The findings in Flores and Cole are correct, and we find no reason to hold otherwise. We have concluded that the trial court properly determined that there were no available courtrooms, and it was not required to utilize the Hawthorne courts for criminal cases. There is nothing in the record to support that court congestion was caused by the trial court's mismanagement or administrative policy. Consequently, the trial court's denial of the People's request to continue the trial was not an abuse of discretion, and dismissal was necessary in order to avoid a violation of defendant's statutory speedy trial rights.
F. People's Appeal Forecloses Refiling of Charges
We note that since the People have been unsuccessful in the instant appeal, they are foreclosed from refiling the charges against defendant in the lower court.
Section 1238, subdivision (a)(8) provides for a People's appeal from “[a]n order or judgment dismissing or otherwise terminating all or any portion of the action including such an order or judgment after a verdict or finding of guilty or an order or judgment entered before the defendant has been placed in jeopardy or where the defendant has waived jeopardy.” However, “[i]f, pursuant to paragraph (8) of subdivision (a), the people prosecute an appeal to decision, or any review of such decision, it shall be binding upon them and they shall be prohibited from refiling the case which was appealed.” (§ 1238, subd. (b).)
“An appeal under section 1238, subdivision (a)(8) is an election of remedies.” (People v. Dewberry (1974) 40 Cal.App.3d 175, 183, 114 Cal.Rptr. 815.) As such, if the People choose this remedy and the appeal fails, they are “ ‘precluded from refiling the case․’ ” (People v. Chacon (2007) 40 Cal.4th 558, 565, 53 Cal.Rptr.3d 876, 150 P.3d 755.) 14
The People made just such an election of remedy in this case. Rather than refile the case, they appealed the first dismissal; they did not file a petition for writ of mandate attacking the dismissal, which would not have foreclosed their right to refile.15 In their desire to have this court weigh in on an issue that had already been reasonably decided by the appellate department of the superior court, they have lost the opportunity to prosecute defendant for the charged offense. Pursuant to section 1238, subdivision (a)(8), they are foreclosed from refiling the charges in this case.
We affirm the dismissal of this case.
1. All further statutory references are to the Penal Code unless otherwise indicated.
2. Defendant was charged along with coperpetrator Scott Lamb, who is not a party to this appeal.
3. Since the case was dismissed prior to trial, we generate a brief statement of facts from the preliminary hearing. Further, although Jackson was identified as “Phil Jackson” at the preliminary hearing, the information charged that the victim was Jerry Jackson.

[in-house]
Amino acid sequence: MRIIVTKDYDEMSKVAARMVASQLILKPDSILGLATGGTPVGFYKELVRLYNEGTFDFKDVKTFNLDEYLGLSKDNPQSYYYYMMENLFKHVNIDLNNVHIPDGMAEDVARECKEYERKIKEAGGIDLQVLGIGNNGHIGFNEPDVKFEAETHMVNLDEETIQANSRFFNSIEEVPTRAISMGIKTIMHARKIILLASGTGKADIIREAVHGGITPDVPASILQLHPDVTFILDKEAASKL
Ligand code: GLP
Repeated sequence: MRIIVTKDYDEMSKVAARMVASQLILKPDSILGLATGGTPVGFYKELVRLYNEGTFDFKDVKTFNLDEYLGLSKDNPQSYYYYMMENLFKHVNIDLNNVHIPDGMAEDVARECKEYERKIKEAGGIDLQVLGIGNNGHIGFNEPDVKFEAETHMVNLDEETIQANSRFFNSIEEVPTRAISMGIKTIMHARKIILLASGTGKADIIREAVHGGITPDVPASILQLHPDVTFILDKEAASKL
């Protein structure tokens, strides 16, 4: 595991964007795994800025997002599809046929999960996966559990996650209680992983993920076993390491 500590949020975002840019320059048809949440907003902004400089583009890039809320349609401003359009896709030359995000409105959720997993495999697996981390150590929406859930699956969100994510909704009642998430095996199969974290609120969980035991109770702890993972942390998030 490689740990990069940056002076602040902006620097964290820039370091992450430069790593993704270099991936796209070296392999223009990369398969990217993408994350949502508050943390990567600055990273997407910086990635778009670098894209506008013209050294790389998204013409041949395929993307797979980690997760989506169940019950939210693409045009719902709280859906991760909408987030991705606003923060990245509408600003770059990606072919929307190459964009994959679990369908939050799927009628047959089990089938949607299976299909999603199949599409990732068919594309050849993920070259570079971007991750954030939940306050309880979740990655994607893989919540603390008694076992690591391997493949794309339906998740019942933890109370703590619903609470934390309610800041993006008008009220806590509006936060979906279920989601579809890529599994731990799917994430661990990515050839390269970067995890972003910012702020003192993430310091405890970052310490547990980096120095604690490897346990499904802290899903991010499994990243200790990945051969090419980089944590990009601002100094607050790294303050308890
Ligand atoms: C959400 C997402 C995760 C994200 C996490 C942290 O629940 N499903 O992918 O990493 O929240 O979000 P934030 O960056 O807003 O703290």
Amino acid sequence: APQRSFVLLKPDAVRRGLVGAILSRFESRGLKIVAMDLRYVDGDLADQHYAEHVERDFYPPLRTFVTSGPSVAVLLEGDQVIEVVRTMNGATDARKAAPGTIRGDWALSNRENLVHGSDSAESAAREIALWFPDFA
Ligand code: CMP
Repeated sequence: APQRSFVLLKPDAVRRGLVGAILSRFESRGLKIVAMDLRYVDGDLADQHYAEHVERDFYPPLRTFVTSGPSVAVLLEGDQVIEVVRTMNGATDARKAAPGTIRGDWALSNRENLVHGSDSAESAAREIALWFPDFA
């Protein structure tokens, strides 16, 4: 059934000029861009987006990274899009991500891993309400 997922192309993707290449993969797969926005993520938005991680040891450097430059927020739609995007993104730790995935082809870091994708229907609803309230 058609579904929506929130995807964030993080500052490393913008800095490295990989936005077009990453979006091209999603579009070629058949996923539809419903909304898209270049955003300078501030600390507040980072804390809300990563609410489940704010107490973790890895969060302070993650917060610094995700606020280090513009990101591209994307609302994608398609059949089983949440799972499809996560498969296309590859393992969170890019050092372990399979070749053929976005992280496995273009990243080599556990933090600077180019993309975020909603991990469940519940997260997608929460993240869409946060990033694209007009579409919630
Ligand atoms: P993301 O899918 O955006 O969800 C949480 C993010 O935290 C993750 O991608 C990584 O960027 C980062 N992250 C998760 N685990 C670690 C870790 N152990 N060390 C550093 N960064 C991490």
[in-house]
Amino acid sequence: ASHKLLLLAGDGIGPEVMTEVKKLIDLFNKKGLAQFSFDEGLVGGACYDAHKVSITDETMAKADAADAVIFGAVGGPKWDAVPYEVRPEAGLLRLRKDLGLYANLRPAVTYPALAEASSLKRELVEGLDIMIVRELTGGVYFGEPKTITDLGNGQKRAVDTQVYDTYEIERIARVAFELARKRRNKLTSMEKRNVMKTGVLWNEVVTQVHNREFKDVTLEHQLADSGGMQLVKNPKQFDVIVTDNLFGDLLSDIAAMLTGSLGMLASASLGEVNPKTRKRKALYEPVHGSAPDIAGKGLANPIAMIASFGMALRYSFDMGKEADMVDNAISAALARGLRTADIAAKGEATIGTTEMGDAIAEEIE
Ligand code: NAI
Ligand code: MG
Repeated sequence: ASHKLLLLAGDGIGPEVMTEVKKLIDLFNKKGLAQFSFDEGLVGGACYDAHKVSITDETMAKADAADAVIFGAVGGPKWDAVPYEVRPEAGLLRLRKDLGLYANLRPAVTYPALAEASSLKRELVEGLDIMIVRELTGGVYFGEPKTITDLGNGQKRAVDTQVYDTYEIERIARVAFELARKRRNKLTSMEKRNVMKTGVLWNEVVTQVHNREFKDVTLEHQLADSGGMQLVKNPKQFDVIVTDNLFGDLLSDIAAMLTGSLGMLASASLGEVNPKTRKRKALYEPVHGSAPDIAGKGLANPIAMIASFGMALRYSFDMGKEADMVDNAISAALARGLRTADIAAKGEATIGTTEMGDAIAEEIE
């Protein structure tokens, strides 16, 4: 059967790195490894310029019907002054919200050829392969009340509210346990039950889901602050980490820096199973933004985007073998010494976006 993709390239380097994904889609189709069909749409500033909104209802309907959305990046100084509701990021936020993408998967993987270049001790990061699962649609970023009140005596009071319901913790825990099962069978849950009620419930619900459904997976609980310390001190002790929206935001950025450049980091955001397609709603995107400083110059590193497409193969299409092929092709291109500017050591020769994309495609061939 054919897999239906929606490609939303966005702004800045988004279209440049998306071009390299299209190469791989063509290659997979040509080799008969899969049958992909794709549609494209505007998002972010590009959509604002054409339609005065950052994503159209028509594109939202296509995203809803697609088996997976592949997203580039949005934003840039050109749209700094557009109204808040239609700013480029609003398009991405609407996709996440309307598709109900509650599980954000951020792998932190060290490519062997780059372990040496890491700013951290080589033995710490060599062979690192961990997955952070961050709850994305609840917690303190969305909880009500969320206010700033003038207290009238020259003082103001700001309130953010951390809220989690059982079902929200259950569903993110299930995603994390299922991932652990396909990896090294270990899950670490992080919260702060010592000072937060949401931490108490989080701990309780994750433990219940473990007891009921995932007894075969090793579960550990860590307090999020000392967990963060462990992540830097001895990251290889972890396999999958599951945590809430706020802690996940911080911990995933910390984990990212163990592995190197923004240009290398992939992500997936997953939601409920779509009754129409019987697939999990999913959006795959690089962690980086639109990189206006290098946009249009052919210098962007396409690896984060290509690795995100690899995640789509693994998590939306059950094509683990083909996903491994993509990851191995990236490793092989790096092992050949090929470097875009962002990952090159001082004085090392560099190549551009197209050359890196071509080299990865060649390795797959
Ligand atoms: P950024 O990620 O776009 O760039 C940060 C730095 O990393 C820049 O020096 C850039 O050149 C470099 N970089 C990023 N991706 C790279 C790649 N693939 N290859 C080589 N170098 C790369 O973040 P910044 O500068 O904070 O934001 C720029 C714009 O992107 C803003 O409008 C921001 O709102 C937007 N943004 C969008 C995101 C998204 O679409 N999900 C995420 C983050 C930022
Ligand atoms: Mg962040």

4. On January 29, 2009, this court granted the People's request to augment the record in the instant case with the hearing conducted on September 22, 2008.
5. Other than what was stated by the trial court, there is no other information in the record regarding the appointment of judges to hear cases at Hawthorne Elementary School. Hence, we must assume the trial court's assessment of these facilities and the purpose for which these judges were assigned is correct.
6. It appears that the People can refile up until the time that the statute of limitations has run. The statute of limitations here appears to be six years. (See §§ 245, subd. (b), 800.)
7. In 1959, the Legislature amended section 1050 to include the language in section 681a and repealed section 681a. (Stats.1959, ch. 1693, §§ 1, 2, pp. 4092-4093.)
8. Although in Osslo the trial court granted the continuance of the case to be heard in an available criminal department so as not to disrupt a courtroom conducting a civil trial, the reasoning equally applies to the situation here where the trial court denied the continuance. As discussed, post, subsequent to Osslo, the Supreme Court has found that repeated court congestion does not constitute good cause for a continuance, but the court has never changed its interpretation that section 1050 is discretionary.
9. At oral argument, the People stated that times had changed since Osslo, but until such time as the Supreme Court reconsiders Osslo, we are bound by the decision.
10. Based on just the facts in this case, it would appear that the AOC allocated resources to Riverside County to alleviate congestion in only civil cases. This is not the case. On our motion, we take judicial notice (see §§ 452, 459) of the fact that the AOC has also appointed judges to sit in Riverside County to conduct criminal trials and help alleviate court congestion. (See Judicial Council of California, Administrative Office of the Courts, Press Release Number 42 (July 26, 2007) (available at http://www.courtinfo.ca.gov/presscenter/newsreleases/NR42-07.PDF as of July 16, 2009.))
11. It appears at the time there were no judges hearing cases at Hawthorne Elementary School.
12. As the People note, this court declined to exercise its discretion to transfer Cole for further consideration, leaving the opinion certified for publication. Further, the California Supreme Court denied their writ of review and request for depublication.
13. On April 13, 2009, we denied the People's request to transfer Flores to this court, leaving the case certified for publication. The People's writ of mandate/prohibition filed in the California Supreme Court has been denied.
14. Although this issue was not briefed by the parties, the People conceded at oral argument that section 1238, subdivision (a)(8) precludes refiling a case that has reached decision on appeal.
15. We note that a writ of mandate is only appropriate if there is no other adequate remedy available. (Phelan v. Superior Court (1950) 35 Cal.2d 363, 366, 217 P.2d 951.) Here, the People did have the option to refile the instant case and obviously had the right to appeal the court's order. Although we do not make a specific finding that this Court would have ruled on the writ of mandate, we believe that it would have been appropriate to file such writ attempting to attack the trial court's ruling to avoid the bar in section 1238, subdivision (a)(8).
RICHLI, Acting P.J.
We concur: GAUT and MILLER, JJ.